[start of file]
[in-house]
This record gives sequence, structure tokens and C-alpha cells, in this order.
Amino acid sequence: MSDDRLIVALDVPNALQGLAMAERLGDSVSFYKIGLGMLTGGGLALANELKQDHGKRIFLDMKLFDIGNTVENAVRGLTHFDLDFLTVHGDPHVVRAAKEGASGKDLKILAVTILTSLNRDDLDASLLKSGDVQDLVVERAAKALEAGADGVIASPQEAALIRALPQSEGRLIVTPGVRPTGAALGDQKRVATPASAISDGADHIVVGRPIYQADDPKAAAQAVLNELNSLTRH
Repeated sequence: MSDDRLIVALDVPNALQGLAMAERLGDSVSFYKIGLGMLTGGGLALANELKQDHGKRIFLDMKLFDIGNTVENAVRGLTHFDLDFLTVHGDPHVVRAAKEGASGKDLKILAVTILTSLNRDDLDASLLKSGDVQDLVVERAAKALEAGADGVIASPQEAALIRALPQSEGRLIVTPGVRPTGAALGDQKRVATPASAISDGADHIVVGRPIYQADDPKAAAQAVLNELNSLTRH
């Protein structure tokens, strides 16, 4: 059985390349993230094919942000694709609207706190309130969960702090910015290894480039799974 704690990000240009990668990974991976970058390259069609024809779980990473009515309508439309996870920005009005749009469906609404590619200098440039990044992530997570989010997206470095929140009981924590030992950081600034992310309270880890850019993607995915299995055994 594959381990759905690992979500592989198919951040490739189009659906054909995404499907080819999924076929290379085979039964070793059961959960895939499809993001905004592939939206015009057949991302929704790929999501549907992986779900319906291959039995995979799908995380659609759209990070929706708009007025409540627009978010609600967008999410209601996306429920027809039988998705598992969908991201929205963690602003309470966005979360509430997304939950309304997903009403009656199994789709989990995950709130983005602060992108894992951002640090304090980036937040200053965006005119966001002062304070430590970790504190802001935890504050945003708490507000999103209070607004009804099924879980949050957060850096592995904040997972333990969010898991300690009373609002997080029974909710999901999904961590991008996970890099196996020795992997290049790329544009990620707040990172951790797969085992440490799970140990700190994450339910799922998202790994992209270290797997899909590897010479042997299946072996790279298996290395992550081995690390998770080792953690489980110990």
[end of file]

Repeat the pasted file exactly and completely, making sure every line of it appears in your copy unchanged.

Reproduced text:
[in-house]
This record gives sequence, structure tokens and C-alpha cells, in this order.
Amino acid sequence: MSDDRLIVALDVPNALQGLAMAERLGDSVSFYKIGLGMLTGGGLALANELKQDHGKRIFLDMKLFDIGNTVENAVRGLTHFDLDFLTVHGDPHVVRAAKEGASGKDLKILAVTILTSLNRDDLDASLLKSGDVQDLVVERAAKALEAGADGVIASPQEAALIRALPQSEGRLIVTPGVRPTGAALGDQKRVATPASAISDGADHIVVGRPIYQADDPKAAAQAVLNELNSLTRH
Repeated sequence: MSDDRLIVALDVPNALQGLAMAERLGDSVSFYKIGLGMLTGGGLALANELKQDHGKRIFLDMKLFDIGNTVENAVRGLTHFDLDFLTVHGDPHVVRAAKEGASGKDLKILAVTILTSLNRDDLDASLLKSGDVQDLVVERAAKALEAGADGVIASPQEAALIRALPQSEGRLIVTPGVRPTGAALGDQKRVATPASAISDGADHIVVGRPIYQADDPKAAAQAVLNELNSLTRH
């Protein structure tokens, strides 16, 4: 059985390349993230094919942000694709609207706190309130969960702090910015290894480039799974 704690990000240009990668990974991976970058390259069609024809779980990473009515309508439309996870920005009005749009469906609404590619200098440039990044992530997570989010997206470095929140009981924590030992950081600034992310309270880890850019993607995915299995055994 594959381990759905690992979500592989198919951040490739189009659906054909995404499907080819999924076929290379085979039964070793059961959960895939499809993001905004592939939206015009057949991302929704790929999501549907992986779900319906291959039995995979799908995380659609759209990070929706708009007025409540627009978010609600967008999410209601996306429920027809039988998705598992969908991201929205963690602003309470966005979360509430997304939950309304997903009403009656199994789709989990995950709130983005602060992108894992951002640090304090980036937040200053965006005119966001002062304070430590970790504190802001935890504050945003708490507000999103209070607004009804099924879980949050957060850096592995904040997972333990969010898991300690009373609002997080029974909710999901999904961590991008996970890099196996020795992997290049790329544009990620707040990172951790797969085992440490799970140990700190994450339910799922998202790994992209270290797997899909590897010479042997299946072996790279298996290395992550081995690390998770080792953690489980110990």